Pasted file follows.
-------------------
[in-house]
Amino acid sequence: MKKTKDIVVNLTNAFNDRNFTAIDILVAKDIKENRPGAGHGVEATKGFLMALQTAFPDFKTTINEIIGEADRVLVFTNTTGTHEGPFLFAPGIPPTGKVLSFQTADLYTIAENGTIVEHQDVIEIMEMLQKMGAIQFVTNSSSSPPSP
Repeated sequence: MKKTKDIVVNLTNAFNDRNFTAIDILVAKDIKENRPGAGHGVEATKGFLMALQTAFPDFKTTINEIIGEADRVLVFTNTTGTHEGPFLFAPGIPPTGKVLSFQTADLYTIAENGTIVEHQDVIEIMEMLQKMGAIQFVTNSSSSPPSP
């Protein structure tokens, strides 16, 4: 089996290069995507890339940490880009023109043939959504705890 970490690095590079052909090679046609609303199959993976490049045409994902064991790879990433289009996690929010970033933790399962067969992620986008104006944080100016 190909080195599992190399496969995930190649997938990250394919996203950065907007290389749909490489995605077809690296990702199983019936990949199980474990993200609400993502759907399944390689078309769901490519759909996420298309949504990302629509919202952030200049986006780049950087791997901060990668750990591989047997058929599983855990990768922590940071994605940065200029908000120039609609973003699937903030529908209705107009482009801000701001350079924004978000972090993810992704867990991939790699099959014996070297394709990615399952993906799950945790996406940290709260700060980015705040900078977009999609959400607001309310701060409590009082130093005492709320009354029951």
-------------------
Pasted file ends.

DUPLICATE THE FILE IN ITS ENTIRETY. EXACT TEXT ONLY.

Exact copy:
[in-house]
Amino acid sequence: MKKTKDIVVNLTNAFNDRNFTAIDILVAKDIKENRPGAGHGVEATKGFLMALQTAFPDFKTTINEIIGEADRVLVFTNTTGTHEGPFLFAPGIPPTGKVLSFQTADLYTIAENGTIVEHQDVIEIMEMLQKMGAIQFVTNSSSSPPSP
Repeated sequence: MKKTKDIVVNLTNAFNDRNFTAIDILVAKDIKENRPGAGHGVEATKGFLMALQTAFPDFKTTINEIIGEADRVLVFTNTTGTHEGPFLFAPGIPPTGKVLSFQTADLYTIAENGTIVEHQDVIEIMEMLQKMGAIQFVTNSSSSPPSP
């Protein structure tokens, strides 16, 4: 089996290069995507890339940490880009023109043939959504705890 970490690095590079052909090679046609609303199959993976490049045409994902064991790879990433289009996690929010970033933790399962067969992620986008104006944080100016 190909080195599992190399496969995930190649997938990250394919996203950065907007290389749909490489995605077809690296990702199983019936990949199980474990993200609400993502759907399944390689078309769901490519759909996420298309949504990302629509919202952030200049986006780049950087791997901060990668750990591989047997058929599983855990990768922590940071994605940065200029908000120039609609973003699937903030529908209705107009482009801000701001350079924004978000972090993810992704867990991939790699099959014996070297394709990615399952993906799950945790996406940290709260700060980015705040900078977009999609959400607001309310701060409590009082130093005492709320009354029951």